We were able to raise quite a substantial sum and handed it over to the widow. But again - this was a very special case so that might not apply to the situation of the deceased in question.

Addition in regard to the comments:

The question whether a work colleague should also attend the funeral or even ask about it might depend on the following:

  • Association and relation :
    • How long have you known and how close were you with the deceased?
    • Do you know their family and the deceased close friends?
    • Were you involved in private activities with them before?
  • Cultural and religious background:
    • Is it common regarding the cultural background to invite work colleagues as well?
    • Are there any religious aspects in terms of the funeral-process? How do they impact?
  • The funeral process itself:
    • Were invites or verbal requests/permission sent out to attend the funeral?
    • Is it a large and public funeral or a small and private one with only close family-members?
    • If invited, how many of the team should attend by the nature of the funeral (size etc.)?

So as already pointed out by @alephzero, this is not just a delicate situation - the decision to ask or to attend a funeral as a work colleague depends on cultural, social and religious aspects that largely vary around the globe and throughout societies.

  • 62
    Attending the funeral is culture (and religion) dependent. In the UK, for a "mainstream" Christian or non-denominational funeral of someone who died while employed or after being recently retired, it would be quite normal for a small number (1 or 2) of work colleagues to attend the funeral service (which is public event), but not to intrude on any private gatherings immediately before or after it. Of course Covid-19 may also impose restrictions.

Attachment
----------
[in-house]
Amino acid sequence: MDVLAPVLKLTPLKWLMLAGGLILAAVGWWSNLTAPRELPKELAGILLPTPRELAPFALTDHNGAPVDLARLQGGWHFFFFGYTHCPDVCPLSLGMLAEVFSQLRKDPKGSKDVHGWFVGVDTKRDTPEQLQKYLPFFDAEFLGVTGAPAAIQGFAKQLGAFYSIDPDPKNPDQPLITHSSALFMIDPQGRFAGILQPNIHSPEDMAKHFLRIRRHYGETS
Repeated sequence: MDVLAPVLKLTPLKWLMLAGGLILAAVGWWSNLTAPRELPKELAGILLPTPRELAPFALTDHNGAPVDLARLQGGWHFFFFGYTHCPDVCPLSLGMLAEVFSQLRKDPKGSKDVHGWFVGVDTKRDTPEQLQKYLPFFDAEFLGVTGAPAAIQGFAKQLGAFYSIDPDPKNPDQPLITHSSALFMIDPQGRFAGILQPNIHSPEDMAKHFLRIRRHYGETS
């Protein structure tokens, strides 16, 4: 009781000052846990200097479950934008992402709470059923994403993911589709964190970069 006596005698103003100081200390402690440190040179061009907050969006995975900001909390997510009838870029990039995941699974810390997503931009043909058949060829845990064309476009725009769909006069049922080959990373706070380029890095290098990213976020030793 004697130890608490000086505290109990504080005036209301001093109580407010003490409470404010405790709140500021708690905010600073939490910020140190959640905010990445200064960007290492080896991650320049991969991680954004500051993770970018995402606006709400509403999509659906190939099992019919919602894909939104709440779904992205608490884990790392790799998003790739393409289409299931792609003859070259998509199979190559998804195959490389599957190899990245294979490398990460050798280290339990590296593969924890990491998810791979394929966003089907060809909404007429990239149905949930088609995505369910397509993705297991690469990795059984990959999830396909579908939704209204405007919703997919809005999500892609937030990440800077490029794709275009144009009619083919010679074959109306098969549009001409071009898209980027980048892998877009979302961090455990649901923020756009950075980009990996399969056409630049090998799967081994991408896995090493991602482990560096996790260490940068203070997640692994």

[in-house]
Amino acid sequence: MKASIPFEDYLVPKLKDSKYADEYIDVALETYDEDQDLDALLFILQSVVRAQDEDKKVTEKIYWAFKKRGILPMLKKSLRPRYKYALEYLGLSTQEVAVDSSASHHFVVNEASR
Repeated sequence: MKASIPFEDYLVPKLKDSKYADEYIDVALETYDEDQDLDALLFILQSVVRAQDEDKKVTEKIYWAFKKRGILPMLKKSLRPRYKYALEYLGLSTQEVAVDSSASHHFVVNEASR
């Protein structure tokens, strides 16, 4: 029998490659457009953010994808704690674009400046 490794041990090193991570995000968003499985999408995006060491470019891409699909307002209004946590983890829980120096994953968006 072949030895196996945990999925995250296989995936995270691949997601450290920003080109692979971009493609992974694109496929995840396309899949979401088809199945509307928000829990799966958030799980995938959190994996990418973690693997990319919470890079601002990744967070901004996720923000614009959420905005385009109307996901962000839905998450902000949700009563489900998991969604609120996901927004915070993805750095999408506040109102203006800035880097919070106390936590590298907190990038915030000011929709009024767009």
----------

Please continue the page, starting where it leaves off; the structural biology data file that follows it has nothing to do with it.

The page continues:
– alephzero
    Dec 4, 2020 at 0:01
  • @alephzero Thanks for your comment - good point! I hope you don't mind that I've incorparted some of your thoughts into the answer.. ;)
    – iLuvLogix
    Dec 4, 2020 at 9:15
  • to add to what @alephzero said, it is quite common for public funeral services (christian & non-US) to have the first benches reserved for close relatives. The further back you go, the least intrusive you are. In those services, you can also walk with the procession to the grave (again, family usually goes first) and you could even pay your respect before the grave is being closed (might be different in covid times), where you - again - will try to first give the family sufficient time. In some cases the family will even invite everyone to a dinner, but that would be very rare.